The days are getting longer and AcuRite Atlas has proof
Gloomy winter weather got you down? You’re not alone. Over the past month much of the country has been dealing with extreme winter weather conditions, from unprecedented snow in the Pacific Northwest to a record-breaking deep freeze in the Midwest. But have no fear, the end is near. It may not seem like it, but the days are getting longer. On March 10, clocks will spring forward one hour for daylight saving time, moving an hour of daylight from the morning to the evening.
Our new AcuRite Atlas weather station has the ability to measure daylight, so we can see for ourselves that spring is coming. Check out the My AcuRite chart below, based on data from an Atlas weather station in McHenry, IL. While the change in measured light is gradual, we’re able to see the days trending longer as spring nears. You’ll notice back on February 3, the amount of measured light was 9 hours 3 minutes, but on March 3, it was 11 hours 7 minutes. How’s that for a mood booster?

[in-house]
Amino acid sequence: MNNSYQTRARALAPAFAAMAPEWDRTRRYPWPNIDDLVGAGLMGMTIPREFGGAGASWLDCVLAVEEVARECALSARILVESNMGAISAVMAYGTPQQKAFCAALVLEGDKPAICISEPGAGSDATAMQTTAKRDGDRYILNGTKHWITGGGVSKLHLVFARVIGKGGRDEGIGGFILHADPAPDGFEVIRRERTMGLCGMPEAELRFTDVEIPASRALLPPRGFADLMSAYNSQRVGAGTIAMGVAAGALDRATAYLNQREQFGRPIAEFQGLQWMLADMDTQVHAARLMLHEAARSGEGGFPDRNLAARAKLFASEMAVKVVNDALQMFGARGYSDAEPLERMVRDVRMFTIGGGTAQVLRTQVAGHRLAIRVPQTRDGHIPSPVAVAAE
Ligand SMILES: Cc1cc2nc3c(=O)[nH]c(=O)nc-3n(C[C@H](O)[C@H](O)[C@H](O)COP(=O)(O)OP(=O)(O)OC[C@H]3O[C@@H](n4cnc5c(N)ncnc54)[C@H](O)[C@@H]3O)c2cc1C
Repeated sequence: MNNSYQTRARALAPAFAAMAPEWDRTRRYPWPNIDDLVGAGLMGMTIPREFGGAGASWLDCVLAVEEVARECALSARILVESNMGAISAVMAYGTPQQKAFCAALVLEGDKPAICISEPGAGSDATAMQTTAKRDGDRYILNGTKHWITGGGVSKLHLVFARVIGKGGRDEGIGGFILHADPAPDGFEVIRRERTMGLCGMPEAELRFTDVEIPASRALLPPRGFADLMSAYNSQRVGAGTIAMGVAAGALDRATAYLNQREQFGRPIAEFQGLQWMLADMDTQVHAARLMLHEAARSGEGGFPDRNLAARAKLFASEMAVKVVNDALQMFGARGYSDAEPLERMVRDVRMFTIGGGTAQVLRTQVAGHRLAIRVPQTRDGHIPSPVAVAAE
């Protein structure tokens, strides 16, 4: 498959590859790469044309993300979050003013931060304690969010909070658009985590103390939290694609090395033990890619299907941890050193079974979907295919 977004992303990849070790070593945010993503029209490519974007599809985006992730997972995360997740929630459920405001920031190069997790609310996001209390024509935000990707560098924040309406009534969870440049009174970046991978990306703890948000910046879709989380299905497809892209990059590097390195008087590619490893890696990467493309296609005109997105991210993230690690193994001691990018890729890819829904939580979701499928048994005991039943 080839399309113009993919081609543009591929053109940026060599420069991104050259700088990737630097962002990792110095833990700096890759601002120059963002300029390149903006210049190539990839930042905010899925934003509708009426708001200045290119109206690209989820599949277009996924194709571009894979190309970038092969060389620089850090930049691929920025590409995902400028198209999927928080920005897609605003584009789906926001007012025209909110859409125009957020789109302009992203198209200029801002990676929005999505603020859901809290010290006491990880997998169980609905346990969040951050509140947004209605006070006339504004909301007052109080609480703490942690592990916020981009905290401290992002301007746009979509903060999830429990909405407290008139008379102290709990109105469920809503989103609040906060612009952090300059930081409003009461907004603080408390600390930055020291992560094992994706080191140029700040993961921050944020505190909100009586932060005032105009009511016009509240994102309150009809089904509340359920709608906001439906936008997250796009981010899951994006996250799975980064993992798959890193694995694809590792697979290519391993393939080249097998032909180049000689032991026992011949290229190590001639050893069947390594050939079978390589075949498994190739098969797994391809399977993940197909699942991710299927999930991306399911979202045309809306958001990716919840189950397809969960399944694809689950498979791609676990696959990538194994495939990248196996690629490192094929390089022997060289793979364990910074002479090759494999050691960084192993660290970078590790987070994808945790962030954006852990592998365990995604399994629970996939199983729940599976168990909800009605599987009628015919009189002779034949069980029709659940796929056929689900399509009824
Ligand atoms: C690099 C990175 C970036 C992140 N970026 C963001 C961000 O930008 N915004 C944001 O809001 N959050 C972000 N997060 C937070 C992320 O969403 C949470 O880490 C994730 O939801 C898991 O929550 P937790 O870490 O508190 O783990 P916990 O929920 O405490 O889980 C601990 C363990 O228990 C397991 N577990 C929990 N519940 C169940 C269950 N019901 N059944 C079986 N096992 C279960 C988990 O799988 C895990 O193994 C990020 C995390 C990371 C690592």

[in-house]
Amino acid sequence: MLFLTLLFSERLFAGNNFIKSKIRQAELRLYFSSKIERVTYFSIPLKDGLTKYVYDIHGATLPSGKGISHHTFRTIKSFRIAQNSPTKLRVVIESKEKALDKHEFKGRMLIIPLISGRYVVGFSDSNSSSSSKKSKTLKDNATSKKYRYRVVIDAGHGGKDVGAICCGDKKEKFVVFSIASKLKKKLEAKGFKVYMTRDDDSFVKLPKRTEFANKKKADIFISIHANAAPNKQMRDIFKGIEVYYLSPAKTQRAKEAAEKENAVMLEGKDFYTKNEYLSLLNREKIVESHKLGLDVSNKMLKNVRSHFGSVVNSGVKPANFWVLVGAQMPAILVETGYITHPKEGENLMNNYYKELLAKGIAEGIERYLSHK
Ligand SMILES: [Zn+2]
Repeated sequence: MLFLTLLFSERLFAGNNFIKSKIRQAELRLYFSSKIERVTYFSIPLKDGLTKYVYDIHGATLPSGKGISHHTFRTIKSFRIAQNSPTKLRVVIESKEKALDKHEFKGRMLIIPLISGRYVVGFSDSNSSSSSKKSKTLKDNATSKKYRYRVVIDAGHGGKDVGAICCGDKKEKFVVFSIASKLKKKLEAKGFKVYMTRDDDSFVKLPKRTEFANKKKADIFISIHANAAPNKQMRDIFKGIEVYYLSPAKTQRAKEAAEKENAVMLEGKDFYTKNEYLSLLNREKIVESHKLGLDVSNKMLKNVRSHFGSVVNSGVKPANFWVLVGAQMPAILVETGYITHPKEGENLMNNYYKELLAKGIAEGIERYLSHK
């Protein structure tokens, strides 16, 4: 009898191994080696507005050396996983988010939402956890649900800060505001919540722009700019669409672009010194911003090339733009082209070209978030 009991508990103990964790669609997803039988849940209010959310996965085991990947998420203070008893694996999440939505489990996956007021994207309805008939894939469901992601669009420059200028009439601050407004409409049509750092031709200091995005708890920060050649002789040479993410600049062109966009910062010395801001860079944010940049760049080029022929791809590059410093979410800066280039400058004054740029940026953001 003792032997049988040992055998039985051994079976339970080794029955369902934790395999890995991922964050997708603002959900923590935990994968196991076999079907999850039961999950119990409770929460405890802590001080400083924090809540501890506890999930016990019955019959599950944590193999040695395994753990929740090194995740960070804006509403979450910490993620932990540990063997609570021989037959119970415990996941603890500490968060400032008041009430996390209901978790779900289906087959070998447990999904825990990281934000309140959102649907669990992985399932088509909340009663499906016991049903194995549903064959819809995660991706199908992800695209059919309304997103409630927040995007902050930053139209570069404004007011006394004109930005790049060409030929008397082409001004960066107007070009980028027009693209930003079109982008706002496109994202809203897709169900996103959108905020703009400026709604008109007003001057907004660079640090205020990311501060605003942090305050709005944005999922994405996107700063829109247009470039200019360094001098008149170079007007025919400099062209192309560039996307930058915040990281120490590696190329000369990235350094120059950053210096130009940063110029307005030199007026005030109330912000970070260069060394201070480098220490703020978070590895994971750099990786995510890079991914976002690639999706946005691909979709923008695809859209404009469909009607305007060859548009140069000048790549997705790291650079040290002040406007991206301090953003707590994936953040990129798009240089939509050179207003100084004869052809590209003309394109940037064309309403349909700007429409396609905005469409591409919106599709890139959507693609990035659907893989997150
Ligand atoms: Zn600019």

My AcuRite screenshot from an AcuRite Atlas weather station in McHenry, Illinois.
By linking your Atlas data to My AcuRite, you can also view high and low records, 12-hour trends and all the charts and graphs you can dream up. Check in on UV index, temperature, wind speed and other key weather conditions from anywhere. You can even share your data with weather-loving friends and family, and upload to online communities like Weather Underground.
Now that you know how to track daylight and you’re convinced spring really is coming, study up and impress your friends with a few fun facts:
- The idea of daylight saving was first brought up by Benjamin Franklin in 1784, in an essay, “An Economical Project.”
- About 70 countries around the world observe daylight saving time, and some countries refer to it as “summer time.” Many locations, including the European Union and several states across the U.S., are seeking to scrap the daylight saving time fallback so that summertime is all the time. Might be nice?
- The correct term is daylight “saving” (not savings) time. The incorrect term “daylight savings time” is commonly used, especially in Australia, Canada and the U.S. It's likely that the incorrect term “savings” entered the popular vocabulary because it's so often used in everyday contexts, like “savings account.”
So get ready to soak up that vitamin D. With a bit more daylight and an extra hour of sun to enjoy at the end of your day, you’ll be feeling your spring self in no time.